Loaded: Would you ever veer away from stand-up into writing a sitcom?
Jimmy: I think I’ve got the best job as it is. I saw Aziz Anzari’s sitcom Masters Of None and thought “Maybe I could do something like this.” But something that well-crafted looks easy. On a great sitcom, it looks like everyone is just having fun, but you don’t get to see the eight months of hard meetings and slog in the writers’ room first.
Loaded: Are you able to laugh at other comedians, or are you too busy analysing it to smile yourself?
Jimmy: The greatest compliment I can pay a stand-up is when I think “Oh, that’s clever.” When I watched Anthony Jeselnik’s Netflix special, about four times I cursed myself, going “Damn, I should have thought of that!” I always laugh first, because it’s instinctive, but then I wish I’d come up with that joke first.
Loaded: You’re known for your unique laugh. Did you ever see BBC3’s Murder In Successville’s impression of your laugh, when they implied you were a serial killer?
Jimmy: I did, and that was a pretty good impression. But it’s so weird, turning on the TV and suddenly seeing someone do an impression of your laugh. Harry Enfield and Paul Whitehouse did a fairly decent one of me too.
Loaded: Do you try to write comedy to a 9-5 office routine, or wait for inspiration to strike?
Jimmy: I spend my life waking up at 3am with funny little thoughts. I go “Oh no, not now” and try to convince myself it’s not funny enough to write down. But I inevitably think “Well, this is my job” and write it down anyway. Half the time, the next day I think “Why did I bother?” because it’ll be absolute nonsense.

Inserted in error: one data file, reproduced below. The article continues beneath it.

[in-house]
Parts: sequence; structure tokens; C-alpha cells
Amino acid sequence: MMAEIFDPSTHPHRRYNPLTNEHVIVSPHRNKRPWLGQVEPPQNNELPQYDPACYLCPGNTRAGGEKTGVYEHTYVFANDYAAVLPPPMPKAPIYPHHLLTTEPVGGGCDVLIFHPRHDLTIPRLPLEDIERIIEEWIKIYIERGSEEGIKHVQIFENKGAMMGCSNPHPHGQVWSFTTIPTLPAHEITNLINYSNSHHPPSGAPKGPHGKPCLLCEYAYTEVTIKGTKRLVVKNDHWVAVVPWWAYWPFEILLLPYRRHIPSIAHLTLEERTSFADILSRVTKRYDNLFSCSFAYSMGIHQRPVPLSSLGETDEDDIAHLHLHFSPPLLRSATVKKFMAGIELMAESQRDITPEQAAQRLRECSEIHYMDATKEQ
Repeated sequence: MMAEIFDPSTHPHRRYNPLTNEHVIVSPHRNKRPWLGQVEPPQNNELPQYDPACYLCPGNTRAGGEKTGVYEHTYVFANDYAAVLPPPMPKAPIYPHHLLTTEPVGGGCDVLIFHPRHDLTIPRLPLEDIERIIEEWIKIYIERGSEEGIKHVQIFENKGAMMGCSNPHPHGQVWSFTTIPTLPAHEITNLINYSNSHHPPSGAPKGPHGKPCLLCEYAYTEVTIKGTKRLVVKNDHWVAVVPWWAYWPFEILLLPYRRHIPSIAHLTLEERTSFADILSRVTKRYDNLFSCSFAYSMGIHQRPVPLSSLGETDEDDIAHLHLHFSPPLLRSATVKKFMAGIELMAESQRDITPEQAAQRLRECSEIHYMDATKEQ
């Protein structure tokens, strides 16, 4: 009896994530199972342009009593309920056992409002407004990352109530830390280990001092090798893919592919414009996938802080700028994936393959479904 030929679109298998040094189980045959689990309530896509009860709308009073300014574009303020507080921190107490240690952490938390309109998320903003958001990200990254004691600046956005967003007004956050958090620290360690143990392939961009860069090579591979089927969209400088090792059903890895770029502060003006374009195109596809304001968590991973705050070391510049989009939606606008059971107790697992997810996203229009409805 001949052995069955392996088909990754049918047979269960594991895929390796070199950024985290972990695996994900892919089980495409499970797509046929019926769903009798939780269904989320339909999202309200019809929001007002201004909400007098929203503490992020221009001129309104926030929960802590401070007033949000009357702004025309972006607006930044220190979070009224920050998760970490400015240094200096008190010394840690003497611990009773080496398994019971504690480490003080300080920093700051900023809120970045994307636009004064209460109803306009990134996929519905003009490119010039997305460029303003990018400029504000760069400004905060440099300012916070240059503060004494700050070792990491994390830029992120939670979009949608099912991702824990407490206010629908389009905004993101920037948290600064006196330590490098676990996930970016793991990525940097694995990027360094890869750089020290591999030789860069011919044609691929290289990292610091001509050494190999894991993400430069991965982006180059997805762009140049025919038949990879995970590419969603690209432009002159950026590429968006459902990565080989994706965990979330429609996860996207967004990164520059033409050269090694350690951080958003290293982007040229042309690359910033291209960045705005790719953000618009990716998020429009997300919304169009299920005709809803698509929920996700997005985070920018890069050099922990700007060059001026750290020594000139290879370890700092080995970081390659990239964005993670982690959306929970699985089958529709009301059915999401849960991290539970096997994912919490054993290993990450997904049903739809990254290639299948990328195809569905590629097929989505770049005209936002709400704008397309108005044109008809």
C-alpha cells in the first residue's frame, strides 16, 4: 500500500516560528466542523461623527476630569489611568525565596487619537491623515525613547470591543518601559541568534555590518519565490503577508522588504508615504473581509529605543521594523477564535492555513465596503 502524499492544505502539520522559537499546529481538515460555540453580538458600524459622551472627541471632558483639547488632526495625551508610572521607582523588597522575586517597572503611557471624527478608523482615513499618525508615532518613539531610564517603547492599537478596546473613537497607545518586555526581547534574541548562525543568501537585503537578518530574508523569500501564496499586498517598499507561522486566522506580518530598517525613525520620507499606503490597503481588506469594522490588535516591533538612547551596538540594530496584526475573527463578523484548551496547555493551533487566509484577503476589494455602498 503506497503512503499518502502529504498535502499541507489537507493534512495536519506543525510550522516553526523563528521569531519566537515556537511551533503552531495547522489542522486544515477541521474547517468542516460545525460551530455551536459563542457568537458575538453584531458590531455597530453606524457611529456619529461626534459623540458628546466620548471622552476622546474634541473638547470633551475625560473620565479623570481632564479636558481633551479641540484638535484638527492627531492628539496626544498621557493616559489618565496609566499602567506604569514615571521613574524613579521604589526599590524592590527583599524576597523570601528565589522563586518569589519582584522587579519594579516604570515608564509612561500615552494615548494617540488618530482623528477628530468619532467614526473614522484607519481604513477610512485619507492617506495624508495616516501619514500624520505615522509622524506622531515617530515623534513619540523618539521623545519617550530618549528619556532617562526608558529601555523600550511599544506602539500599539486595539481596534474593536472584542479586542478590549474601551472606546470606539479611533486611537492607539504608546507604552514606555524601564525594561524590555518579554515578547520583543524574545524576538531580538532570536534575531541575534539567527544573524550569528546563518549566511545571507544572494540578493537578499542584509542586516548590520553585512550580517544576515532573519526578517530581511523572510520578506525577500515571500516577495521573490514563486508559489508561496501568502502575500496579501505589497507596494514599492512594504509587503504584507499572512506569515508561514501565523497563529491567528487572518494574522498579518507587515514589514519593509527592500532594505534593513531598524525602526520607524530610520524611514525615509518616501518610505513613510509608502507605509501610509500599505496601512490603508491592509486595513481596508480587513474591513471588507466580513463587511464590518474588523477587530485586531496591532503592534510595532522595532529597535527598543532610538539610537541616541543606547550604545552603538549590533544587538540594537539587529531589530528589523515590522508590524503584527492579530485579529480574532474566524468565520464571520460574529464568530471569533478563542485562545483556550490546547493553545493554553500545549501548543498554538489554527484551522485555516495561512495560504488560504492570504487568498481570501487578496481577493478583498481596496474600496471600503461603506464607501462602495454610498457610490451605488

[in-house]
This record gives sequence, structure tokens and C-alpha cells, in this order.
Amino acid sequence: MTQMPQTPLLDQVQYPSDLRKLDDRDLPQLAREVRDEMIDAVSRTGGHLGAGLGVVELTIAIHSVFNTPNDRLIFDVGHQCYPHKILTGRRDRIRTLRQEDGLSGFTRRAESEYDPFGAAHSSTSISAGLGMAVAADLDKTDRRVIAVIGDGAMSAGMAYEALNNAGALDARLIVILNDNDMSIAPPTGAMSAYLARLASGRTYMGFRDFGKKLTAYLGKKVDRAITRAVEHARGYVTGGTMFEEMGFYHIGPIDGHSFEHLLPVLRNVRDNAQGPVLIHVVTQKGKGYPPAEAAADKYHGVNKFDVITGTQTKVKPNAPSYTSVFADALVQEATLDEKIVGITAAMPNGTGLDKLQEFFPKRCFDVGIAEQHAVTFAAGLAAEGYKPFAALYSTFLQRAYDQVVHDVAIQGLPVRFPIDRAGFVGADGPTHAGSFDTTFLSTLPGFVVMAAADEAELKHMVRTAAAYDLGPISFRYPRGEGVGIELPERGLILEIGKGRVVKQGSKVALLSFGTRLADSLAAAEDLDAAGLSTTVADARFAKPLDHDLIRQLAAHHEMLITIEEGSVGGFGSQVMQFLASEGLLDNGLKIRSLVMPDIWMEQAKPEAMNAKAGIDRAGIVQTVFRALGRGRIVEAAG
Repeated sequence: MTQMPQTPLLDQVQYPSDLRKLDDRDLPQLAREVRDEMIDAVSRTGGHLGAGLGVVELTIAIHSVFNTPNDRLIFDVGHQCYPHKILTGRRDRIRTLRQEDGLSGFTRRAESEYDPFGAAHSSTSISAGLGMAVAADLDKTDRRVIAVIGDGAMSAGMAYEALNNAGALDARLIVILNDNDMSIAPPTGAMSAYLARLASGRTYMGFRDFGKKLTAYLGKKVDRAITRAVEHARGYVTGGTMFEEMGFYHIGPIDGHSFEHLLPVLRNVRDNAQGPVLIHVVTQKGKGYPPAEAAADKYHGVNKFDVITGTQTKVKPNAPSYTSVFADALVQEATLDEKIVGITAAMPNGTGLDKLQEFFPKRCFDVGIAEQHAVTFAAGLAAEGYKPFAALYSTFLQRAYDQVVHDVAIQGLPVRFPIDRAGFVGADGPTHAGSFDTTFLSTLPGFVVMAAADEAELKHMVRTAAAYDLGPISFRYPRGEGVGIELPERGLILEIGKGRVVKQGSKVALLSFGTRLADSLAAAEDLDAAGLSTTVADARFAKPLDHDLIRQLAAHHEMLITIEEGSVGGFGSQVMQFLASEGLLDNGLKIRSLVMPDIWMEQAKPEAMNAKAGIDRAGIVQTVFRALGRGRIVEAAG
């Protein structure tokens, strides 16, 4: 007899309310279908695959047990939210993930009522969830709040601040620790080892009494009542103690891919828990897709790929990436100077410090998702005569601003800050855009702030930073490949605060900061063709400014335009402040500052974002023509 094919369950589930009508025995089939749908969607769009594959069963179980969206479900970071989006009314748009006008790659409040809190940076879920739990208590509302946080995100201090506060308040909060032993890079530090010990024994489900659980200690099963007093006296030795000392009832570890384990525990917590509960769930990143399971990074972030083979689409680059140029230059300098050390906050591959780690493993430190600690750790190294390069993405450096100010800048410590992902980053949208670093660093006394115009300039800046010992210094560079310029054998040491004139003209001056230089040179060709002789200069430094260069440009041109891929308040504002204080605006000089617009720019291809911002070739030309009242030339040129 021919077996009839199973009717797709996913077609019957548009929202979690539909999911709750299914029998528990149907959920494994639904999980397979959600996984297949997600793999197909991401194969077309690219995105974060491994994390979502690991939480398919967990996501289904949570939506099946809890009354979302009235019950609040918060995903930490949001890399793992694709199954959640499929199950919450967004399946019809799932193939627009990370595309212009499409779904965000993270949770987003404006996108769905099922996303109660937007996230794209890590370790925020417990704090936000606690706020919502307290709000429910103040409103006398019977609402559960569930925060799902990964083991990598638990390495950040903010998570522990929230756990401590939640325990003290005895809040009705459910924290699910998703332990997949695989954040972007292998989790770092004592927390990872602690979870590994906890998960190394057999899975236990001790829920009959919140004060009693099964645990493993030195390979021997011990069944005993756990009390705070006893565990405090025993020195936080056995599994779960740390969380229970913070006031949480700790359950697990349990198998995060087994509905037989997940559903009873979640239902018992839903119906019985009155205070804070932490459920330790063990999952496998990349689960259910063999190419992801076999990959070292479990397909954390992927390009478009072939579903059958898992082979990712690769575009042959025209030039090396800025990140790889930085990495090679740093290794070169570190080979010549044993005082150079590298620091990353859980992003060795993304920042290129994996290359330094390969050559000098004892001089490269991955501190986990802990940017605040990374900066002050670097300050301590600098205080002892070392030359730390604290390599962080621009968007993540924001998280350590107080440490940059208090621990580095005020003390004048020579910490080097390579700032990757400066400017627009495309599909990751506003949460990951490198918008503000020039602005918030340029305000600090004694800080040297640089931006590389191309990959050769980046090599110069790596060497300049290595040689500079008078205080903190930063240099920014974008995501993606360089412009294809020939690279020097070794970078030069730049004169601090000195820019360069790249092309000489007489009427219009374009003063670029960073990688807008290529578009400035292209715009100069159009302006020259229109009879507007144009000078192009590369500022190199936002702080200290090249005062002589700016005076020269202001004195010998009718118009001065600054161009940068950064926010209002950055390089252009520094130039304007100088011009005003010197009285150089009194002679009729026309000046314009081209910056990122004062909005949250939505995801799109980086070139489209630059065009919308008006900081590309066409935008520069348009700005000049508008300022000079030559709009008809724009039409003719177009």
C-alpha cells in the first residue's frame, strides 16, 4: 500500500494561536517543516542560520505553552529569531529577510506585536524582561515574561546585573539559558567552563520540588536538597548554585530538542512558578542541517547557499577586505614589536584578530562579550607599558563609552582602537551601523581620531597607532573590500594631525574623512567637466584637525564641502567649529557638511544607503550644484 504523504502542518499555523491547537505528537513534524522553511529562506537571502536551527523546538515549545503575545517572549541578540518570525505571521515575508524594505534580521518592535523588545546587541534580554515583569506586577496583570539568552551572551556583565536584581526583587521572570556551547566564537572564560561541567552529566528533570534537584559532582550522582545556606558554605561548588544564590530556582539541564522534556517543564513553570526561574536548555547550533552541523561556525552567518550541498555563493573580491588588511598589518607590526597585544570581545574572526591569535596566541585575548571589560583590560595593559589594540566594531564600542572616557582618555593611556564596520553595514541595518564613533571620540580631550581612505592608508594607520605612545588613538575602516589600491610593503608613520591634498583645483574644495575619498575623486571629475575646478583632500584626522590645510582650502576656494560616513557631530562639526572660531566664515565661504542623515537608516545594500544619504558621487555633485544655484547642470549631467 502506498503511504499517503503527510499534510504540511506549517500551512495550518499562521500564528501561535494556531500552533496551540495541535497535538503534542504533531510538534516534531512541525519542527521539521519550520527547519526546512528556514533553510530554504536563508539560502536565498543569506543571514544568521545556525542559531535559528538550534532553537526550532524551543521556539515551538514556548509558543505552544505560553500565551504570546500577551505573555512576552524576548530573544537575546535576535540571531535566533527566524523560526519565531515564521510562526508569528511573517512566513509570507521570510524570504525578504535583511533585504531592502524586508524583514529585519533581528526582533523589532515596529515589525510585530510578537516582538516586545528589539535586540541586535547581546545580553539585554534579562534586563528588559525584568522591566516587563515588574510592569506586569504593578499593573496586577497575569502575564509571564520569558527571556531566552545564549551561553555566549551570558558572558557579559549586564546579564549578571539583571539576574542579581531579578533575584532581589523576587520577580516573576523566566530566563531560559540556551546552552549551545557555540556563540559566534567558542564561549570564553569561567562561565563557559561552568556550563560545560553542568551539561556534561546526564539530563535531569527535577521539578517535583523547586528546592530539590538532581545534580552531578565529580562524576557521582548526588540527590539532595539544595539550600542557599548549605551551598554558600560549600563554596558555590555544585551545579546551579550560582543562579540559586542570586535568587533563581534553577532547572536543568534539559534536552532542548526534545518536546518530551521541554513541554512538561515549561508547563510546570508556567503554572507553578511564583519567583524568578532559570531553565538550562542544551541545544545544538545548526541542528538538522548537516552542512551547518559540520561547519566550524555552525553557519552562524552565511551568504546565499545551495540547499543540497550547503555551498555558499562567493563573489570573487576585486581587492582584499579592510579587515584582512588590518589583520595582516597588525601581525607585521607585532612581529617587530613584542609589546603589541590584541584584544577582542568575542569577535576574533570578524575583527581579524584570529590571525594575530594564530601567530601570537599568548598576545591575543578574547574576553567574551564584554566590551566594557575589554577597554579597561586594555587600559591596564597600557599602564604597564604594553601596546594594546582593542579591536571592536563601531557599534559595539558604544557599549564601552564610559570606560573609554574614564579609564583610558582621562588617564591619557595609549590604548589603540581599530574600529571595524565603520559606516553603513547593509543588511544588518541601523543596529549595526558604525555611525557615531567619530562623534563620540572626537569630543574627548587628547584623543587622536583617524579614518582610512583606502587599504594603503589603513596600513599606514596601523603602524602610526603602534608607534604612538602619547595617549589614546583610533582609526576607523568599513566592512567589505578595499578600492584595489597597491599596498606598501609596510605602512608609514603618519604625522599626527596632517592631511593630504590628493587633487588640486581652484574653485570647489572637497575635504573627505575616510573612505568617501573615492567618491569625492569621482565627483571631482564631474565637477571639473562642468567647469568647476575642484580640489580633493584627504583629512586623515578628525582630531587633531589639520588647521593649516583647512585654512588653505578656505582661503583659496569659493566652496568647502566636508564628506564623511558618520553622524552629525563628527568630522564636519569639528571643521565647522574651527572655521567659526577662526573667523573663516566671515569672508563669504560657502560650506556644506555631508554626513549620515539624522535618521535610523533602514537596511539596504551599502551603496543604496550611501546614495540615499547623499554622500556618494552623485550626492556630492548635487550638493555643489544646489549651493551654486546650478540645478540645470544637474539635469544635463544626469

“It’s so weird, turning on the TV to see someone do an impression of your laugh”
Loaded: What’s your take on comedians like Michael McIntyre being criticised by other comics for not being cool enough?
Jimmy: I’m always struck by the amount of camaraderie there is in stand-up. There’s plenty of room for everyone. I’d hate to be an actor, because that’s when I’d get jealous. Every actor of the same generation must be eyeing up Daniel Craig and thinking “Maybe I can take over as James Bond”, but only one will get the job. It must be a nightmare every time someone else gets the role you want. But people laugh at all sorts of comedy, so we can all just do our own thing.
Loaded: Who are your favourite new comedians?
Jimmy: Rob Beckett could play the O2 in a couple of years. He’s hilarious and has mass appeal. And I can’t wait for Roisin Conaty’s sitcom that’s coming this year. I love everything about Roisin, she’s just got funny bones.
Loaded: Speaking of playing London’s O2 arena, why do you prefer playing theatres? You could easily sell out arenas…
Jimmy: I want to have a long career. I could do a night to 20,000 people at the O2, but it’d feel like a snatch-and-grab. Audience interaction is 20% of what I do, and if you’re playing to 16,000 people you simply can’t hear what people are shouting at the back. I really enjoy it when people join in. Also, if I played arenas, my tour would be 20 shows. I’d rather play 250 shows around the UK when I tour. That’s my job – and I really like going to work.
Jimmy Carr: Funny Business is available from today on Netflix.
Loaded’s deputy editor John Earls has covered entertainment and sport across a range of national newspapers, plus several football and music magazines, since 1990. Follow him on Twitter at @EarlsJohn